MM has no wiki page. No set definition. No presence outside of the space the community has created for it. There is no “MM” genre according to Amazon’s labelling, yet it obviously exists—but what is it? If there’s a distinction between MM and Gay Romance, why is that? And if there’s certain criteria that have to be met for your book to be an MM—and if deviating from that criteria requires you warning readers prior—then what are the criteria?
I’m happy admitting that I have no idea what MM is, despite writing it, reading it, and being a part of the community that encompasses it. To some, MM seems to be the act of two men fucking, be it in a zombie apocalypse or during lunch at the office, but to others it appears to be more of a checklist, with boxes that MUST be ticked off as you reach the definitive happy ending with absolutely no dangling threads.
Honestly, I have no answers (or way to end this article with a satisfying conclusion) and, although I’m entirely against warnings (for spoiler reasons, and because I don’t feel like someone’s creative expression warrants a warning as if you’re ordering something off a menu that may contain nuts) it’s clear that many others feel differently, so instead of trying to wrap this up myself (insert condom joke here) I’m going to ask those reading this to wrap it for me (Ps: I’ve never wrapped it #BottomLife)
1. What is MM to you?
2. Do you believe that threesomes require warnings in the MM space? (or in fiction in general)
3. What warnings DO you want in your books? (and what warnings can you think of that you don’t need)
4. Mayo or Ranch?
5. What information (if any) do you wish to be disclosed upfront before purchasing an indie book—and would you expect the same from a traditionally published novel?
Unless the blurb was really short and incomplete I don't know how Reader A didn't know it was a threesome. (sometimes the blurbs are confusing even for me)I mean just the names of the MCs mentioned should be a clear indicator how many people are going to be involved in a relationship. In my personal opinion either Reader A was inattentive or didn't read the blurb entirely or the author for whatever reason didn't make the blurb long enough to understand it would be a threesome which really almost never happens. There is always an indicator that it's two or three or more people together. The most obvious would even be the cover and three people on it! So she made a mistake and blamed an author for it and the fact she didn't like the book. Not cool, Reader A! Just my opinion! :-)ReplyDelete
1. The simple answer this is the umbrella term for any book including a romance between two or more men.ReplyDelete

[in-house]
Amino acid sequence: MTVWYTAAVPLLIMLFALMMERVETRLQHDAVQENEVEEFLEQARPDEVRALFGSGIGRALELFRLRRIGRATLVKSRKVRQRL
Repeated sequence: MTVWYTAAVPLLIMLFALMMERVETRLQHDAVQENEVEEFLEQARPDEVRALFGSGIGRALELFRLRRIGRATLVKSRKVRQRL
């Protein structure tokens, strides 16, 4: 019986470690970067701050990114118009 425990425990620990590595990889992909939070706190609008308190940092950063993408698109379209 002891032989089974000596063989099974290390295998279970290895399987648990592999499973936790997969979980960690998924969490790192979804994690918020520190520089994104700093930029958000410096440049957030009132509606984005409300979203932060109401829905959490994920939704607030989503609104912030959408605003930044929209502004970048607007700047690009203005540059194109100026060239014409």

2. I don't think MMM (or MMMM) requires a trigger warning, but I feel like it's a poorly written blurb if it's not clear that there are more than two people in the relationship.
3. I think trigger warnings are needed for things like sexual assault or self-harm, but only if they are integral to the storyline.
5. I expect a blurb that gives me an idea of what to expect from the book but not in a spoilerish way. The blurb (which I'm sure is the hardest part of the book) needs to encapsulate the feeling of the book so readers can anticipate the flavor. And yes, I have the same expectations for indie and traditional publishing.
1. MM is simply male/male relationships. Doesn't need to be romance, fantasy, paranormal, etc. Doesn't mean sex happens, just needs to have the male/male relationship element.ReplyDelete
2 & 3. I'm so glad to see this topic come up because I've been wondering forever why books aren't categorized like movies... E, PG, R, X, etc. Do movies have trigger warnings? I haven't been to a movie in a theater for almost 20 years so I'm not sure how it's done anymore.
4. Yes, please.
5. A blurb should include a spoiler free preview of the story. Excerpts are alright but not necessary.
I think we try to complicate things sometimes and less can be more.
1. MM means for me a book about a relationship between usually 2 men but I have no problem reading abt three- or moresomes.ReplyDelete
2 & 3. I usually don't need trigger warnings besides perhaps real cruelty as I don't like that even in thrillers - these I would not buy and so I would not like to come across torture or rape for instance without warnings.
5. The blurb could introduce the main characters and perhaps their story before the book starts.
I don't want warnings. I rarely read blurbs. I want to be surprised. I get some may want an MM or MMM or MMF - I think if we throw an F in there, we need some indication, but I don't care about that a lot as a reader. I like Mayo but mustard is better - especially hot mustardReplyDelete
or horseradish. Isn't it great that people are so different?!? Blurbs should be a short summary that makes you want to read to find out how that's gonna work out. Not too much info. Just enough to get me curious. No labels, no warning. Just make me want to read the book. I want the book to surprise me. I don't want rules and checkboxes. I want something NEW and different. And Pizza. I want pizza. Have a great day!